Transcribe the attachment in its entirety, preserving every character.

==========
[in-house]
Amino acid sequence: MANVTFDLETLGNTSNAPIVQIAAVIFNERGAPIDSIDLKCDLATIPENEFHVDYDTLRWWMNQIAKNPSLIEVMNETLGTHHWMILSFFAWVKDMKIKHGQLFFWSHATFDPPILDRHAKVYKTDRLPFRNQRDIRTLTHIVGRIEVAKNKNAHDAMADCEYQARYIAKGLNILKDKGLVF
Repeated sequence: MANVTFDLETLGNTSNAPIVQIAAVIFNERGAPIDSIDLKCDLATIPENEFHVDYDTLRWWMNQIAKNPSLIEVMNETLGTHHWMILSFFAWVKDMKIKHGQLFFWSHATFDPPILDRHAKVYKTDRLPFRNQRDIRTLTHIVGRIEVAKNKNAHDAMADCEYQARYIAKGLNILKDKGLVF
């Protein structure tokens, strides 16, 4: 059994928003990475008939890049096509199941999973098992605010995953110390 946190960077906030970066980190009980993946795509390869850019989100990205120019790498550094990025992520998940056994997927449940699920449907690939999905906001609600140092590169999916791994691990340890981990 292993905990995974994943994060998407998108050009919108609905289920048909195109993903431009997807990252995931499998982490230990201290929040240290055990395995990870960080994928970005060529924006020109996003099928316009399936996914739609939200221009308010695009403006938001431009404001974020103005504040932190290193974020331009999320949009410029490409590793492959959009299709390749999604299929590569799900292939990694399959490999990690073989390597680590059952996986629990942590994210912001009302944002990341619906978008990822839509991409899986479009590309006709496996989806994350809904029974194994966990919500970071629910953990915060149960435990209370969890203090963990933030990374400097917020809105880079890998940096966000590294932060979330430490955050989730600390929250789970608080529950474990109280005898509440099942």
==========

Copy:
[in-house]
Amino acid sequence: MANVTFDLETLGNTSNAPIVQIAAVIFNERGAPIDSIDLKCDLATIPENEFHVDYDTLRWWMNQIAKNPSLIEVMNETLGTHHWMILSFFAWVKDMKIKHGQLFFWSHATFDPPILDRHAKVYKTDRLPFRNQRDIRTLTHIVGRIEVAKNKNAHDAMADCEYQARYIAKGLNILKDKGLVF
Repeated sequence: MANVTFDLETLGNTSNAPIVQIAAVIFNERGAPIDSIDLKCDLATIPENEFHVDYDTLRWWMNQIAKNPSLIEVMNETLGTHHWMILSFFAWVKDMKIKHGQLFFWSHATFDPPILDRHAKVYKTDRLPFRNQRDIRTLTHIVGRIEVAKNKNAHDAMADCEYQARYIAKGLNILKDKGLVF
């Protein structure tokens, strides 16, 4: 059994928003990475008939890049096509199941999973098992605010995953110390 946190960077906030970066980190009980993946795509390869850019989100990205120019790498550094990025992520998940056994997927449940699920449907690939999905906001609600140092590169999916791994691990340890981990 292993905990995974994943994060998407998108050009919108609905289920048909195109993903431009997807990252995931499998982490230990201290929040240290055990395995990870960080994928970005060529924006020109996003099928316009399936996914739609939200221009308010695009403006938001431009404001974020103005504040932190290193974020331009999320949009410029490409590793492959959009299709390749999604299929590569799900292939990694399959490999990690073989390597680590059952996986629990942590994210912001009302944002990341619906978008990822839509991409899986479009590309006709496996989806994350809904029974194994966990919500970071629910953990915060149960435990209370969890203090963990933030990374400097917020809105880079890998940096966000590294932060979330430490955050989730600390929250789970608080529950474990109280005898509440099942």